Following his son’s death, Ajoy, who said Avijit had been targeted by extremists in the few weeks before his death, and that he had warned him not to return to Bangladesh, could be forgiven for going into hiding.

But he said he was continuing “my activism” against fundamentalist groups, and had been invited to speak at various institutions.

“I’m not scared,” said Ajoy. “I have lost my son, after that I have nothing to care about.”

Ajoy said he wanted Avijit to be remembered as a “courageous young man who would face any hard situation for democracy, for secularism, for free-thinking”.

It was his wish that “the younger generation follow in his footsteps”.

“I would not discourage these courageous young people to quit blogging, speaking your mind, because Bangladesh is constitutionally a secular, democratic country so we must uphold the constitution,” said Ajoy.

“We have to make the common people understand that this is not an anti-Muslim country, it is liberal,” he said. “Although a large number of Muslims are here, they’re also liberal.”

IPS made several attempts to contact the Bangladeshi police and government for comment, but they did not respond.

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Making the Goals: Why Sustainable Development Must Be Integrated Development Wed, 28 Sep 2016 17:10:48 +0000 Roger-Mark De Souza and Sono Aibe Malala Yousafzai (centre) addresses the General Assembly during the launch of the UN’s Sustainable Development Goals in September 2015.

Malala Yousafzai (centre) addresses the General Assembly during the launch of the UN’s Sustainable Development Goals in September 2015.

By Roger-Mark De Souza and Sono Aibe
Washington, DC, Sep 28 2016 (IPS)

By recognising how closely connected the different aspects of sustainable development are, the Sustainable Development Goals (SDGs) create an important opportunity – and challenge – for a more coordinated approach to implementing development policies.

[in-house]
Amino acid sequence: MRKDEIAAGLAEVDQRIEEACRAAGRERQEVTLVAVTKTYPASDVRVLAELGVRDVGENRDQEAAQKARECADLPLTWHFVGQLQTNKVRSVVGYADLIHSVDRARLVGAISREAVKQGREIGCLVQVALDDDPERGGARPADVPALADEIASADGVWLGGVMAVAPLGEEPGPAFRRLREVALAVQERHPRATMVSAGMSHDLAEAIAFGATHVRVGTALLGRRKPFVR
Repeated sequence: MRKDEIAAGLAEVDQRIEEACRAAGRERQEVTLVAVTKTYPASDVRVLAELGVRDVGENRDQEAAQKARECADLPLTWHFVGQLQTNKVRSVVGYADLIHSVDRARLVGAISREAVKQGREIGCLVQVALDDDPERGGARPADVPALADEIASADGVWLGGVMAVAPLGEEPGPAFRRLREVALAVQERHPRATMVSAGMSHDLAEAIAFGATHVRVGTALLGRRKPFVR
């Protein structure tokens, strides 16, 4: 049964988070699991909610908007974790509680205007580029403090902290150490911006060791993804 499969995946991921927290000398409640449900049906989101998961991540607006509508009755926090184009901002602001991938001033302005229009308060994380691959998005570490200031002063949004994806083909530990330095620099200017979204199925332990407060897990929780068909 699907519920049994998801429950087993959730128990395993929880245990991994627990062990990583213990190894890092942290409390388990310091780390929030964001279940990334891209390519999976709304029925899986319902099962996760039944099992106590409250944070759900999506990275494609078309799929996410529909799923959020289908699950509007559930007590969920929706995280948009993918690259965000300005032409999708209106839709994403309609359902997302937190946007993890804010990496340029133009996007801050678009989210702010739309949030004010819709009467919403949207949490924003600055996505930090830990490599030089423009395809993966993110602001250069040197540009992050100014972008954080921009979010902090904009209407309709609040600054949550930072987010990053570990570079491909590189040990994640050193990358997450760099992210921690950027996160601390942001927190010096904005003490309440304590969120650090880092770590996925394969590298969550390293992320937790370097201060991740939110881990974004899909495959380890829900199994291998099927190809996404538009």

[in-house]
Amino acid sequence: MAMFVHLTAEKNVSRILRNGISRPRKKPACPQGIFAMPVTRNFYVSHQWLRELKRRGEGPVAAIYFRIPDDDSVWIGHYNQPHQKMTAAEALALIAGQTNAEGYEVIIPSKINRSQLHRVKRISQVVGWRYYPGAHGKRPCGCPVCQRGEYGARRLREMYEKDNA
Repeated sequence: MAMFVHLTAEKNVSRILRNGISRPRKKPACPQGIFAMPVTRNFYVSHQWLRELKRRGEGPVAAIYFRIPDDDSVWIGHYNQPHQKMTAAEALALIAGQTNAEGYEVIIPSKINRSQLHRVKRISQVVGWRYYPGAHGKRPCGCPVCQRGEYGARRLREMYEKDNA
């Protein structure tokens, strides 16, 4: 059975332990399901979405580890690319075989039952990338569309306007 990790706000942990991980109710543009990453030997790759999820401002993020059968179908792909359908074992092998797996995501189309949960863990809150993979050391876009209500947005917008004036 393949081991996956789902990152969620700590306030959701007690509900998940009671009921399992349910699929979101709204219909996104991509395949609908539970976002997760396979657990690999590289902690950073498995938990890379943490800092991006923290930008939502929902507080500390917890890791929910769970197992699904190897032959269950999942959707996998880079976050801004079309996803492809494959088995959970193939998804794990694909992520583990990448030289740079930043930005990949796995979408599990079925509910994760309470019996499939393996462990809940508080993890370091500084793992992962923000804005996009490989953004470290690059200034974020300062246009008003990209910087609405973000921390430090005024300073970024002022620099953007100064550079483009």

The multi-faceted, interlinked nature of the 17 categories represented by the SDGs reflects our complicated world. We will need to work together to meet these goals while facing an increasingly complex set of challenges to human rights, equity, and security. The battle against terrorism and its horrors, for example, requires people working together across each and every one of the 17 categories.

However, traditional policy responses to these challenges have been divided into distinct policy sectors. If we are to achieve these goals, build peace, and increase world security, we must recognise that past efforts that were confined to individual sectors have failed. We must use new but proven tools that move the integrated SDG framework from concept to action. If the implementation phase of the SDGs defaults to the same old methods, the new goals will be meaningless.

One successful tool – what a World Bank expert called a “do-able miracle” in a speech at the Wilson Center — is the integrated Population, Health and Environment (PHE) approach, where many of the SDGs are addressed simultaneously in a coordinated, strategic manner.